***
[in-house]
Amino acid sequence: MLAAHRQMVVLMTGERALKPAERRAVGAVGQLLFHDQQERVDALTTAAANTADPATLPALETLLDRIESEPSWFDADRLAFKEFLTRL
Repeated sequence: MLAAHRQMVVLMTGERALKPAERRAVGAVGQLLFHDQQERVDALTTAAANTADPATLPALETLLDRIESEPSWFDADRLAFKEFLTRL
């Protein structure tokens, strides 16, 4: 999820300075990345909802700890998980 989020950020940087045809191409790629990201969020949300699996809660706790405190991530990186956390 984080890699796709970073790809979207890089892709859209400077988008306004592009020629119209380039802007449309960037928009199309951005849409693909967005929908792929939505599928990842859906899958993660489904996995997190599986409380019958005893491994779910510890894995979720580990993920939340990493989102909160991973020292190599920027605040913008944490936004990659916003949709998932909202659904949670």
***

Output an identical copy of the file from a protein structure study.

[in-house]
Amino acid sequence: MLAAHRQMVVLMTGERALKPAERRAVGAVGQLLFHDQQERVDALTTAAANTADPATLPALETLLDRIESEPSWFDADRLAFKEFLTRL
Repeated sequence: MLAAHRQMVVLMTGERALKPAERRAVGAVGQLLFHDQQERVDALTTAAANTADPATLPALETLLDRIESEPSWFDADRLAFKEFLTRL
């Protein structure tokens, strides 16, 4: 999820300075990345909802700890998980 989020950020940087045809191409790629990201969020949300699996809660706790405190991530990186956390 984080890699796709970073790809979207890089892709859209400077988008306004592009020629119209380039802007449309960037928009199309951005849409693909967005929908792929939505599928990842859906899958993660489904996995997190599986409380019958005893491994779910510890894995979720580990993920939340990493989102909160991973020292190599920027605040913008944490936004990659916003949709998932909202659904949670």